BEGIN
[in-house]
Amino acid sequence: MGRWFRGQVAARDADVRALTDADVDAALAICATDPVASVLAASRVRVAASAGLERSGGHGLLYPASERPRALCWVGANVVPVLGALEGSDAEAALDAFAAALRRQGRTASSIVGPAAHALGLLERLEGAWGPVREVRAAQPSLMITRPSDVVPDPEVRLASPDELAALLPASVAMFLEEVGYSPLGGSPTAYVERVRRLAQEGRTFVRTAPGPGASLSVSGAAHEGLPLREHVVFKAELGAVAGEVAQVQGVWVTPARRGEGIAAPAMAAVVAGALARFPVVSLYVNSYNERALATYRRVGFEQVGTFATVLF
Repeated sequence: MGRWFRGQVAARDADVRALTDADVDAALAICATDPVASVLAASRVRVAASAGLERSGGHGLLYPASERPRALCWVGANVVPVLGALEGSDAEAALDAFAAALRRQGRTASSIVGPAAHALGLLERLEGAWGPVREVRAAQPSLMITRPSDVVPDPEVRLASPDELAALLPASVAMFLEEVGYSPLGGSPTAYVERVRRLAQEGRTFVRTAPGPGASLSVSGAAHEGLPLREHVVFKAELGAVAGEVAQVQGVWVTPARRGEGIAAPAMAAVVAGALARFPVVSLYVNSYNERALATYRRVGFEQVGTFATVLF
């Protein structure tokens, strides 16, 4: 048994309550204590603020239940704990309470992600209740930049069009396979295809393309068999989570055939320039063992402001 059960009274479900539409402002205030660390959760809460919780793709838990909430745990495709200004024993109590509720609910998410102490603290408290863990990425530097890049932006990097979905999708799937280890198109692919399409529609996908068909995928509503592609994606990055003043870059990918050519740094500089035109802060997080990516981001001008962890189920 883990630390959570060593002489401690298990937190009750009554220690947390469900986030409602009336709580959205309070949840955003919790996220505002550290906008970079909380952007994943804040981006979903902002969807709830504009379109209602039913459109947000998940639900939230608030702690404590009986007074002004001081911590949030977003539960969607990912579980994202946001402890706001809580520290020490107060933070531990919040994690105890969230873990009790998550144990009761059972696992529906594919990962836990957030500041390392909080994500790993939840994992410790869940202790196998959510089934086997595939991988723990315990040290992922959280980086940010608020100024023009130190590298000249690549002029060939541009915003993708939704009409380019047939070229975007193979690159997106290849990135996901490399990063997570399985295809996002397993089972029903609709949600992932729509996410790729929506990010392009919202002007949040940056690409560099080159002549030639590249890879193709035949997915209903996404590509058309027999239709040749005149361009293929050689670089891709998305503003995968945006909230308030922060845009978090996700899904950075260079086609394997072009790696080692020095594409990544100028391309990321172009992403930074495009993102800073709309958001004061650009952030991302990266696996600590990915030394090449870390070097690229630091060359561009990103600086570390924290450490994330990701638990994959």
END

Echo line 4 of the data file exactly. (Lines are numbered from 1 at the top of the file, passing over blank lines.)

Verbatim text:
């Protein structure tokens, strides 16, 4: 048994309550204590603020239940704990309470992600209740930049069009396979295809393309068999989570055939320039063992402001 059960009274479900539409402002205030660390959760809460919780793709838990909430745990495709200004024993109590509720609910998410102490603290408290863990990425530097890049932006990097979905999708799937280890198109692919399409529609996908068909995928509503592609994606990055003043870059990918050519740094500089035109802060997080990516981001001008962890189920 883990630390959570060593002489401690298990937190009750009554220690947390469900986030409602009336709580959205309070949840955003919790996220505002550290906008970079909380952007994943804040981006979903902002969807709830504009379109209602039913459109947000998940639900939230608030702690404590009986007074002004001081911590949030977003539960969607990912579980994202946001402890706001809580520290020490107060933070531990919040994690105890969230873990009790998550144990009761059972696992529906594919990962836990957030500041390392909080994500790993939840994992410790869940202790196998959510089934086997595939991988723990315990040290992922959280980086940010608020100024023009130190590298000249690549002029060939541009915003993708939704009409380019047939070229975007193979690159997106290849990135996901490399990063997570399985295809996002397993089972029903609709949600992932729509996410790729929506990010392009919202002007949040940056690409560099080159002549030639590249890879193709035949997915209903996404590509058309027999239709040749005149361009293929050689670089891709998305503003995968945006909230308030922060845009978090996700899904950075260079086609394997072009790696080692020095594409990544100028391309990321172009992403930074495009993102800073709309958001004061650009952030991302990266696996600590990915030394090449870390070097690229630091060359561009990103600086570390924290450490994330990701638990994959």